WHEAT - We have received our supplies for seed from Van Diemen's Land. Some parcels for grinding have arrived from India, but from its inferior quality this has proved almost unsale able, though introduced at a low price.

OATS - to a considerable extent have been imported from Van Diemen's Land. It is likely we shall have for some time to draw some sup plies from that source, the partial trials to grow this grain in our province not having always succeeded.

MAIZE - We have derived our supplies from various places. We expect our future crops will suffice for the consumption.

RICE - has been imported to some extent, chiefly cargo rice and paddy, which has been principally used for feeding poultry, for which purpose a remunerating price cannot be afforded. Patna rice was used to some extent in the absence of vegetables, the abundant supply of which will now materially diminish its consumption.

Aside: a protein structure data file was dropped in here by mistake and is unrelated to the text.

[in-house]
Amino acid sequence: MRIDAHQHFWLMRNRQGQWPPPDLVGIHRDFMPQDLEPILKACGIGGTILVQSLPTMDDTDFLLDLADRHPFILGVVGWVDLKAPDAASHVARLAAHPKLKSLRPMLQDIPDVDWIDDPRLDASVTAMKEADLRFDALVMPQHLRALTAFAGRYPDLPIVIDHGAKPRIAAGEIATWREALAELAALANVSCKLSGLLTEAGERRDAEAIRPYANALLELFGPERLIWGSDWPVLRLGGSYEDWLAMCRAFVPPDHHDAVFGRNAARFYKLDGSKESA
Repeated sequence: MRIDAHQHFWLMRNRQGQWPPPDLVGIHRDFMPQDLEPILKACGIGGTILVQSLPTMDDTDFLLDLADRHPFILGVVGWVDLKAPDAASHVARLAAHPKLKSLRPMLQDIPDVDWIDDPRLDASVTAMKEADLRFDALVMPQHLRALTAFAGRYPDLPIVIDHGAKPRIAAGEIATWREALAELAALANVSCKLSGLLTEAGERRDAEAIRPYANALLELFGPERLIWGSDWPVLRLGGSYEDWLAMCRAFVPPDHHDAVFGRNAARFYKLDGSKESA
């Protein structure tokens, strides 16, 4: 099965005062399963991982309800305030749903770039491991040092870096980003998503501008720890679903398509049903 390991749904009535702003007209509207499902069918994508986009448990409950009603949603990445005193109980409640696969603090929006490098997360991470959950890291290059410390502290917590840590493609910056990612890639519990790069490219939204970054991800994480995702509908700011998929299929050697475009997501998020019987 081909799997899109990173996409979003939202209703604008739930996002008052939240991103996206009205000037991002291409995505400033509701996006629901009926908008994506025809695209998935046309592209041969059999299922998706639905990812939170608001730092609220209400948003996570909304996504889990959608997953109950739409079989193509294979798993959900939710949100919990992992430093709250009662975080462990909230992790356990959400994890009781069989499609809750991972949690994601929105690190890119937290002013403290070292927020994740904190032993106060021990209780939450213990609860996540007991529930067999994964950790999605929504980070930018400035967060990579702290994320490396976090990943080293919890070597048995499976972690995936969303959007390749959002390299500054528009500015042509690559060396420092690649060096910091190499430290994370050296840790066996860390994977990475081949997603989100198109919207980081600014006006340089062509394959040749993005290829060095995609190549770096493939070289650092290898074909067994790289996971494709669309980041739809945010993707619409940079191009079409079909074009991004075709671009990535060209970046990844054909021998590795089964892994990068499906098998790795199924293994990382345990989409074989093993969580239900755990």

BEAN- has been largely imported, but this will cease after the coming harvest.

SALT BEEF - has arrived in limited quantities, but has never found a market.

SALT PORK - has been received and consumed to a great extent, but the supply of fresh meat is now both cheap and abundant, the consumption is gradually diminishing.

BUTTER AND CHEESE - are now produced at such low rates that the importation must cease.

POTATOS - we have been supplied with from Van Diemen's Land, but our own crops will for the future suffice.

COFFEE AND COCOA - there bas been trifling consumption of.

TEA - is consumed to a very large amount. Our supplies are derived chiefly from Singapore.